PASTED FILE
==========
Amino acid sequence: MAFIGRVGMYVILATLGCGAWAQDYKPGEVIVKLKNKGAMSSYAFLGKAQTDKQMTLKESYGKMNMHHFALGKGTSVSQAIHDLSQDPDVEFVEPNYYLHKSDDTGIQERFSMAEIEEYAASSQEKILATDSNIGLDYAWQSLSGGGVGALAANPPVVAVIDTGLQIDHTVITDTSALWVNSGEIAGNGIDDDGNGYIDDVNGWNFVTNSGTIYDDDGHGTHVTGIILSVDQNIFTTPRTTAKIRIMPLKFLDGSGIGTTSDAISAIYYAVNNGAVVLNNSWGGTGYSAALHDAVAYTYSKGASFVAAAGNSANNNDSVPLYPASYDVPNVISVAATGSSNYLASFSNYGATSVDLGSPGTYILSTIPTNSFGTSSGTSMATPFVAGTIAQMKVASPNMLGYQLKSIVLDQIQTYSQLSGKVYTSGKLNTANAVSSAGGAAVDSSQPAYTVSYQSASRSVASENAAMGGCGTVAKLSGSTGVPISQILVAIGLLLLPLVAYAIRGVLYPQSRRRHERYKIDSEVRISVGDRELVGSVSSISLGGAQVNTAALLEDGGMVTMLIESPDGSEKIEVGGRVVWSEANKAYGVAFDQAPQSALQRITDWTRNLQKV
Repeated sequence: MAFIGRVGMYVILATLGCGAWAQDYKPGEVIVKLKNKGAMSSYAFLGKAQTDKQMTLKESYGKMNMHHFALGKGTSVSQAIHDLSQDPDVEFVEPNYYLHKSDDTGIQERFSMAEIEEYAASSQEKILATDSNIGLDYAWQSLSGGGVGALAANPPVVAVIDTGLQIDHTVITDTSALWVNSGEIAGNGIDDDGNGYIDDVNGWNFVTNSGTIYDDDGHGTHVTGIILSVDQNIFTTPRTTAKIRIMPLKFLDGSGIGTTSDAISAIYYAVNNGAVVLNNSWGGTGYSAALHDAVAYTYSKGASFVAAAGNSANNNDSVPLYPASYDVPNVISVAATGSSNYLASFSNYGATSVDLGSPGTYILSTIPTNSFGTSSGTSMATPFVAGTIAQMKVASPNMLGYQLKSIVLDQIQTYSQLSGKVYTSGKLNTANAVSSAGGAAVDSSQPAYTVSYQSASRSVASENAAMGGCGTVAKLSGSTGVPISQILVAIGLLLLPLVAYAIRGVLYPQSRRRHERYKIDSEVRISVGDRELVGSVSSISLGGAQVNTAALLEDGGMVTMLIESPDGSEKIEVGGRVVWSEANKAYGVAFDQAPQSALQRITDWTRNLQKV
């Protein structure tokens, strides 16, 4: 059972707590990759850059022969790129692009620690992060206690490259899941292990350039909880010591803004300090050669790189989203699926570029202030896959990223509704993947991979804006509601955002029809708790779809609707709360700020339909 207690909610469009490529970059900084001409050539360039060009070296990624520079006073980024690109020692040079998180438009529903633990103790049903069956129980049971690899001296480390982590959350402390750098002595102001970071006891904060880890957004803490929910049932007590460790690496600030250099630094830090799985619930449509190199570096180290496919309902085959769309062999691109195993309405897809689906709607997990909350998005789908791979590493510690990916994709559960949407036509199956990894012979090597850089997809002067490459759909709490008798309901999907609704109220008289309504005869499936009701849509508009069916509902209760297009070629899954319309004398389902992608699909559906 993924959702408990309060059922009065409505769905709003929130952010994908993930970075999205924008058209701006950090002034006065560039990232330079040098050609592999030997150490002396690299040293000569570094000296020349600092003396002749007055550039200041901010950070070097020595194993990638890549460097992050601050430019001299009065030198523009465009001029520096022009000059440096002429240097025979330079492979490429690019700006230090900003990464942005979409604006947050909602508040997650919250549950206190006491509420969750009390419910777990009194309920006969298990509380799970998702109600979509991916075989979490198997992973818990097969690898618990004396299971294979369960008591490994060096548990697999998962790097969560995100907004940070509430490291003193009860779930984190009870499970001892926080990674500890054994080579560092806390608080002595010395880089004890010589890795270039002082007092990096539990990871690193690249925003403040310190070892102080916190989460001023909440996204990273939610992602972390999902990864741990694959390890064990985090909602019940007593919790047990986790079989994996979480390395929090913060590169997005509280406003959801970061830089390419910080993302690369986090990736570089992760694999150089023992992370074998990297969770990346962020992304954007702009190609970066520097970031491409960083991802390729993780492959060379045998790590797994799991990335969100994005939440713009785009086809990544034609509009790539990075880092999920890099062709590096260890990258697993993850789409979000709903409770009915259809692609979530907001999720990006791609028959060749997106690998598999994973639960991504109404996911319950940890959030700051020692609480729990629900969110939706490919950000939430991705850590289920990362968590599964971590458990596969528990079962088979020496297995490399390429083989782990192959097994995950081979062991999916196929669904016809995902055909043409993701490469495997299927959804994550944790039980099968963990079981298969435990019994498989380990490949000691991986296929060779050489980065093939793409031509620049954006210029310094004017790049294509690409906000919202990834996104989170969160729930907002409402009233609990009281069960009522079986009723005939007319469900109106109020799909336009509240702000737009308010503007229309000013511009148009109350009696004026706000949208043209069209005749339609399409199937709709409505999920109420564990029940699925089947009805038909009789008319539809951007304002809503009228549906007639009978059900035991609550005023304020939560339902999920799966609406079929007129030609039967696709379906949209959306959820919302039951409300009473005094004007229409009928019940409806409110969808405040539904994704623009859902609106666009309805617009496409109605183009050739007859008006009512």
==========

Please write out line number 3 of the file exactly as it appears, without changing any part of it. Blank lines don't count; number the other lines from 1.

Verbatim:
């Protein structure tokens, strides 16, 4: 059972707590990759850059022969790129692009620690992060206690490259899941292990350039909880010591803004300090050669790189989203699926570029202030896959990223509704993947991979804006509601955002029809708790779809609707709360700020339909 207690909610469009490529970059900084001409050539360039060009070296990624520079006073980024690109020692040079998180438009529903633990103790049903069956129980049971690899001296480390982590959350402390750098002595102001970071006891904060880890957004803490929910049932007590460790690496600030250099630094830090799985619930449509190199570096180290496919309902085959769309062999691109195993309405897809689906709607997990909350998005789908791979590493510690990916994709559960949407036509199956990894012979090597850089997809002067490459759909709490008798309901999907609704109220008289309504005869499936009701849509508009069916509902209760297009070629899954319309004398389902992608699909559906 993924959702408990309060059922009065409505769905709003929130952010994908993930970075999205924008058209701006950090002034006065560039990232330079040098050609592999030997150490002396690299040293000569570094000296020349600092003396002749007055550039200041901010950070070097020595194993990638890549460097992050601050430019001299009065030198523009465009001029520096022009000059440096002429240097025979330079492979490429690019700006230090900003990464942005979409604006947050909602508040997650919250549950206190006491509420969750009390419910777990009194309920006969298990509380799970998702109600979509991916075989979490198997992973818990097969690898618990004396299971294979369960008591490994060096548990697999998962790097969560995100907004940070509430490291003193009860779930984190009870499970001892926080990674500890054994080579560092806390608080002595010395880089004890010589890795270039002082007092990096539990990871690193690249925003403040310190070892102080916190989460001023909440996204990273939610992602972390999902990864741990694959390890064990985090909602019940007593919790047990986790079989994996979480390395929090913060590169997005509280406003959801970061830089390419910080993302690369986090990736570089992760694999150089023992992370074998990297969770990346962020992304954007702009190609970066520097970031491409960083991802390729993780492959060379045998790590797994799991990335969100994005939440713009785009086809990544034609509009790539990075880092999920890099062709590096260890990258697993993850789409979000709903409770009915259809692609979530907001999720990006791609028959060749997106690998598999994973639960991504109404996911319950940890959030700051020692609480729990629900969110939706490919950000939430991705850590289920990362968590599964971590458990596969528990079962088979020496297995490399390429083989782990192959097994995950081979062991999916196929669904016809995902055909043409993701490469495997299927959804994550944790039980099968963990079981298969435990019994498989380990490949000691991986296929060779050489980065093939793409031509620049954006210029310094004017790049294509690409906000919202990834996104989170969160729930907002409402009233609990009281069960009522079986009723005939007319469900109106109020799909336009509240702000737009308010503007229309000013511009148009109350009696004026706000949208043209069209005749339609399409199937709709409505999920109420564990029940699925089947009805038909009789008319539809951007304002809503009228549906007639009978059900035991609550005023304020939560339902999920799966609406079929007129030609039967696709379906949209959306959820919302039951409300009473005094004007229409009928019940409806409110969808405040539904994704623009859902609106666009309805617009496409109605183009050739007859008006009512």